Prof. Dong’s current research goal is to explore how smart buildings play an active role in urban scale cyber-physical energy system considering human behavior, renewable energy, energy storage, smart grid, health and resilience through physics-based modeling, optimization and controls, heterogeneous sensing and data-driven models. Current major research topics are: (1) Human-Building-Interactions including Detecting, Modeling and Simulating Occupant Behavior in Buildings and Behavior-driven Control and Optimization for Energy Systems and (2) System-level Modeling, Optimization and Control for Urban Built Environment including Buildings-to-Grid Integration Control and Optimization Framework, Modeling of Occupancy Behavior at a Community Level and Connect with other Urban Infrastructures and Community energy planning and management.

Major ongoing research projects are (1) NSF CAREER: Holistic Assessment of the Impacts of Connected Buildings and People on Community Energy Planning and Management, (2) Department of Energy – Argonne National Lab: Spatial-temporal data-driven weather and energy forecasting for improved implementation of advanced building controls, and (3) ARPA-E: Quantification of HVAC Energy Savings for Occupancy Sensing in Buildings through An Innovative Testing Methodology.

Teaching Interests:

  • HVAC design
  • Building performance modeling and diagnostics

Honors and Awards:

  • 2019 NSF CAREER Award
  • 2018 IBPSA-USA Emerging Contributor Award
  • 2017 Innovator of the Year, The University of Texas at San Antonio
  • 2017 Faculty Research Award, The University of Texas at San Antonio
  • 2017 Distinguished Service Award for IEA EBC Annex 66 Project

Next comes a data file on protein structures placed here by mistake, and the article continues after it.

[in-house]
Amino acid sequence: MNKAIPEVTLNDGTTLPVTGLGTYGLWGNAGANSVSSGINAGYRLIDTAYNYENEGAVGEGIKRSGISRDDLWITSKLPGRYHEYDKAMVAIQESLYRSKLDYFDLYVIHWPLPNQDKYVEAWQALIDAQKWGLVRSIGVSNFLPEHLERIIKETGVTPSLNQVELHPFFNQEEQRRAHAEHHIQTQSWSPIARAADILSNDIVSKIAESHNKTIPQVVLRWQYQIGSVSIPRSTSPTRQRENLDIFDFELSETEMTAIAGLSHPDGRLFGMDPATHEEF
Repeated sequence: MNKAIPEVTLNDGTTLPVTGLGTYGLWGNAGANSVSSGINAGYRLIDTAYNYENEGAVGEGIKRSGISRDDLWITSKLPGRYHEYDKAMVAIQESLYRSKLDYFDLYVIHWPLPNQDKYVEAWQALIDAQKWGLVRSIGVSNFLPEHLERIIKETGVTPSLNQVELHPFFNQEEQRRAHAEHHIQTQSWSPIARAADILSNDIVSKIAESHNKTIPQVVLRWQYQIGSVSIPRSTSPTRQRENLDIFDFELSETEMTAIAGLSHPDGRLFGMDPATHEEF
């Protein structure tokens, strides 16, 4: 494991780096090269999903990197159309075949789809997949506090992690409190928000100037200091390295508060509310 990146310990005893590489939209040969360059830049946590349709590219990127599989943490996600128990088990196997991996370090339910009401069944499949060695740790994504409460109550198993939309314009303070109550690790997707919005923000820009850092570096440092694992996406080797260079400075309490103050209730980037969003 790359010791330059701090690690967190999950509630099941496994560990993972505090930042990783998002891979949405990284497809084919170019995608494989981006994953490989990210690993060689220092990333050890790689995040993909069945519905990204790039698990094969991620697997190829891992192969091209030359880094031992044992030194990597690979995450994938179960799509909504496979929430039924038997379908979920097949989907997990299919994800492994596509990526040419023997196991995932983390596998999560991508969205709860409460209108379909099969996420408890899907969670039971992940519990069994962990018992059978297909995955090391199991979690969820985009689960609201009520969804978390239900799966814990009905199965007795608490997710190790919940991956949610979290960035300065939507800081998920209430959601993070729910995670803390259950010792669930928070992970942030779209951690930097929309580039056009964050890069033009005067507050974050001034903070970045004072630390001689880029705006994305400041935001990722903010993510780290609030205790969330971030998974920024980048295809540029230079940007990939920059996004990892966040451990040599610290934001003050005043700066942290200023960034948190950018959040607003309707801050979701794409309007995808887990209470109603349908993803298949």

• 2010 Isabel Sophia Liceaga Discretionary Fund Faculty Award, Carnegie Mellon University
  • 2009 Akram Midani Award, Carnegie Mellon University

Select Publications:

Dong, B., Liu, Y., Fontenot, H., Ouf, M., Osman, M., Chong, A., Qin, S., Salim, F., Xue, H., Yan, D. and Jin, Y., 2021. Occupant behavior modeling methods for resilient building design, operation and policy at urban scale: A review. Applied Energy, 293, p.116856.

Pang, Z., Chen, Y., Zhang, J., O’Neill, Z., Cheng, H. and Dong, B., 2021. How much HVAC energy could be saved from the occupant-centric smart home thermostat: A nationwide simulation study. Applied Energy283, p.116251.

Pang, Z., Chen, Y., Zhang, J., O’Neill, Z., Cheng, H. and Dong, B., 2020. Nationwide HVAC energy-saving potential quantification for office buildings with occupant-centric controls in various climates. Applied Energy279, p.115727.

Wu, W., Dong, B., Wang, Q.R., Kong, M., Yan, D., An, J. and Liu, Y., 2020. A novel mobility-based approach to derive urban-scale building occupant profiles and analyze impacts on building energy consumption. Applied Energy278, p.115656.

O’Brien, W., Wagner, A., Schweiker, M., Mahdavi, A., Day, J., Kjærgaard, M.B., Carlucci, S., Dong, B., Tahmasebi, F., Yan, D. and Hong, T., 2020. Introducing IEA EBC Annex 79: Key challenges and opportunities in the field of occupant-centric building design and operation. Building and Environment178, p.106738.